Stephen Covey presents three circles of control and each circle represents a group of things or situations that get our attention. More often than not, we worry about about them, but the difference is that only one circle deserves the majority of our time and energy — that’s the innermost circle. Learn more below:

Circle of concern, influence, and control

Circle of Concern

This is the outermost circle and it shows things we often worry about but cannot control no matter what we do. It includes the weather, a family member’s health, war, politics, climate change, violence and school shootings, and celebrity habits.

Focusing on them can make a person feel powerless and frequently worried, because truth be told, there’s an infinite list of things that we care about but are out of our power.

Circle of Influence

After the circle of concern, we go a little deeper and enter the circle of influence. It’s an area where we have some impact, thus the term “influence.”

Take, for example, a classmate who’s always behaving rudely. You know that you cannot control when he stops behaving that way, but it may be possible for you (and everyone else in the room) to inspire him to be more kind by serving as an example!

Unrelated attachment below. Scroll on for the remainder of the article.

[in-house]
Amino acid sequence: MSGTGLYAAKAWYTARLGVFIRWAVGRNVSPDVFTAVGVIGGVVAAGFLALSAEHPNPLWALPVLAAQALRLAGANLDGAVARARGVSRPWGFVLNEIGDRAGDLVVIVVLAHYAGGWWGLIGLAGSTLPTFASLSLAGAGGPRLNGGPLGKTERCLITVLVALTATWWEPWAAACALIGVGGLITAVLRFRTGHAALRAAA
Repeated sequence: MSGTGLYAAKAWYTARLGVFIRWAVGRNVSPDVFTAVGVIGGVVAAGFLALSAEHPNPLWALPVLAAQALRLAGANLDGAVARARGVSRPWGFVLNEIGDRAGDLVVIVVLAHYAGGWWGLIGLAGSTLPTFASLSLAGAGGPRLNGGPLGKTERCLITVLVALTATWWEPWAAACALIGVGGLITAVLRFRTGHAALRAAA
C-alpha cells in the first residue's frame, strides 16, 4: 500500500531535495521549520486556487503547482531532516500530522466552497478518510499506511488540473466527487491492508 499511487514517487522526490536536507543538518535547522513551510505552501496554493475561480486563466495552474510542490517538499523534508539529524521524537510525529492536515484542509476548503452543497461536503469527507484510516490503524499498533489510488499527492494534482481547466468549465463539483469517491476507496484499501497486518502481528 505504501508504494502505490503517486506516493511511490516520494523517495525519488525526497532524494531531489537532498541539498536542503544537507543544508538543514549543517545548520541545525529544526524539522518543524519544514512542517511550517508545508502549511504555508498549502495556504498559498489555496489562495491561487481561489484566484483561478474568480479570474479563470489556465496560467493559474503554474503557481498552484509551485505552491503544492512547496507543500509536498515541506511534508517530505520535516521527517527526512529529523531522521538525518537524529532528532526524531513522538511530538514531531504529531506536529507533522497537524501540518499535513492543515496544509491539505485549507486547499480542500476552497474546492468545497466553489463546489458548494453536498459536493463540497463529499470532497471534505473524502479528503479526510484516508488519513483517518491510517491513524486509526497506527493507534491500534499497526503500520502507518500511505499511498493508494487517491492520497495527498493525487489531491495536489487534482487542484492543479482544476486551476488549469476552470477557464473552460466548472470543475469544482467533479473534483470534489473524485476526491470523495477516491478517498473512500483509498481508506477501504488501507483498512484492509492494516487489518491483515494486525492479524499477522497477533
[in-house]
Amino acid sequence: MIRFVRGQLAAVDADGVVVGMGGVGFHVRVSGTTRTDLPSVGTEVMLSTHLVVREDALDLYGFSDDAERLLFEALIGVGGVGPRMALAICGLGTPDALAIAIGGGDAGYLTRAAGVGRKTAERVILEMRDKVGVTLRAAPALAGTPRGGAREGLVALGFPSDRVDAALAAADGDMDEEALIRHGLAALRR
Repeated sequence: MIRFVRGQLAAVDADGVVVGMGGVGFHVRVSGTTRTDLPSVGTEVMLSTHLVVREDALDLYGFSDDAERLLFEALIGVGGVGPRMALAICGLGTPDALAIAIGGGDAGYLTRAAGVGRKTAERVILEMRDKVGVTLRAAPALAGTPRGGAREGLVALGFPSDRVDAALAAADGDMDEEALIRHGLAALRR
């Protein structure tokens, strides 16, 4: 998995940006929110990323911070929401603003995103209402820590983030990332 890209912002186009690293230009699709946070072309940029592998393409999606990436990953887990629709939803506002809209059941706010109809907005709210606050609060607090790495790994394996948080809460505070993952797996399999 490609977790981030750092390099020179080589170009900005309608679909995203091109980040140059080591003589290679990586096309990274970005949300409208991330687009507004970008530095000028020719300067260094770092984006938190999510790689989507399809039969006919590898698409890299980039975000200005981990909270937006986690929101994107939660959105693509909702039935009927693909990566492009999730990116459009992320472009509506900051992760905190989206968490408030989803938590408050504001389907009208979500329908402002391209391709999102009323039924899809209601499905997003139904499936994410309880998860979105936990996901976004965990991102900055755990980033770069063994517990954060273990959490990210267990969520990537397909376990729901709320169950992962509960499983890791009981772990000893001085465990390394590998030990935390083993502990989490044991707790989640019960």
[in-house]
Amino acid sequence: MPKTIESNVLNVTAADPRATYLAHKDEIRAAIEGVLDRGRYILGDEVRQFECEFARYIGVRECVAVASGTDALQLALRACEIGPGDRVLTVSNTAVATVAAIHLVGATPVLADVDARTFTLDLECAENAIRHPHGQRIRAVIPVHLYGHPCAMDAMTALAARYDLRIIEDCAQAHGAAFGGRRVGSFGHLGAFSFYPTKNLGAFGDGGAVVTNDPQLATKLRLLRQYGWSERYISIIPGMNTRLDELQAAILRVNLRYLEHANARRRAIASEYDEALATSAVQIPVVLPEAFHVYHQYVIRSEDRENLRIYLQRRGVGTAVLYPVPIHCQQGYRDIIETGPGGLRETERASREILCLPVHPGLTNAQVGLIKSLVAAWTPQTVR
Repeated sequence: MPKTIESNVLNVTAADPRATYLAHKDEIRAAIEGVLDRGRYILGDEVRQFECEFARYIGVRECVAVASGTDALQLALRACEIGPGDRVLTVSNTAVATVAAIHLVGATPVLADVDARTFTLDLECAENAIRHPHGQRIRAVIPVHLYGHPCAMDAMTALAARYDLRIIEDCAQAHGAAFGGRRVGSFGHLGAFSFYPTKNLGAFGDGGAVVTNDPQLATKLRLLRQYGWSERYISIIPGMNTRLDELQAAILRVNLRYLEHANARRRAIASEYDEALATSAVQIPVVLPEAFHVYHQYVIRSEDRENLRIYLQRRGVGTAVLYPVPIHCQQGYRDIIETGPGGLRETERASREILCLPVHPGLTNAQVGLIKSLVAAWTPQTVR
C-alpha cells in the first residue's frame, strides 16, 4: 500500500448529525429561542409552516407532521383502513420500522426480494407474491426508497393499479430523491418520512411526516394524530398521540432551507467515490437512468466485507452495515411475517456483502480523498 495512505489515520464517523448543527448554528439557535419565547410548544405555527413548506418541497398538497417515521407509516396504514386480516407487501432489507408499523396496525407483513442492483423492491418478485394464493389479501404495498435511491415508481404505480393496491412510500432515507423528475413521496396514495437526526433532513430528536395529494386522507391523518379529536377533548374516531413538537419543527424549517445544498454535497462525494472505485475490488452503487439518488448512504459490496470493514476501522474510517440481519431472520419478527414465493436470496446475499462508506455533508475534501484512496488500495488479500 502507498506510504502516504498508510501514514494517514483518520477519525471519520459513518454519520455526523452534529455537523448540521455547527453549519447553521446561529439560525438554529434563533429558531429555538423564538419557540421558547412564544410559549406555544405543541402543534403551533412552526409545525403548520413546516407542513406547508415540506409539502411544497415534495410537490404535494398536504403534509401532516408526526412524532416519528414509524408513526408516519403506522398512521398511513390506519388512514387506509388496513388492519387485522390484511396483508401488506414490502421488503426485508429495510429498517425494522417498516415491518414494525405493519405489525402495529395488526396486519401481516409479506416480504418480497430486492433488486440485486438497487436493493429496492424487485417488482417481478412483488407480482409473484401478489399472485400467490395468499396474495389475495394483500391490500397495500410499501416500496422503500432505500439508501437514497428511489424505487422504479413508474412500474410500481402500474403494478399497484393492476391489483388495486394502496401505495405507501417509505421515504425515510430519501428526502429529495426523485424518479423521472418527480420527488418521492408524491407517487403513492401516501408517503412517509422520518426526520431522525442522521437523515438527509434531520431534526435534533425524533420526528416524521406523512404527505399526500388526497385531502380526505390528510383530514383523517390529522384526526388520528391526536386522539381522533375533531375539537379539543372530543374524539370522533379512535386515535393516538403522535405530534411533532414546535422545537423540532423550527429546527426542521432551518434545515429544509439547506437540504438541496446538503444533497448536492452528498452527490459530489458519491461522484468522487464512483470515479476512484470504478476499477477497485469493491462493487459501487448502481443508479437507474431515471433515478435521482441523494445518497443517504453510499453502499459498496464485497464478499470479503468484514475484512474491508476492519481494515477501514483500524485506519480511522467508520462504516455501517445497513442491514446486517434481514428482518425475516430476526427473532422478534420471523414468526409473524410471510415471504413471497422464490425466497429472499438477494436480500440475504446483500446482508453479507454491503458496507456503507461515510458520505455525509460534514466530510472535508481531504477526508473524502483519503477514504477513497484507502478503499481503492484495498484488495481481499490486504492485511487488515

As you can tell, the circle of influence includes your relationships and connections. When you’re in situations where other people are involved, understanding and developing this circle helps you to become more proactive.

Circle of Control

This is the innermost circle, which consists of all the things that we can directly impact. It’s where we have full control, regardless of the events that transpire under the circles of concern and influence.

I’d like to call this circle your “inner life” simply because it involves you and only you. Some circle of control examples include your attitude, what you read and watch, how you respond to others, and where you put your energy. Mastering this circle takes practice, especially that we’re faced with a lot of things that affect us emotionally.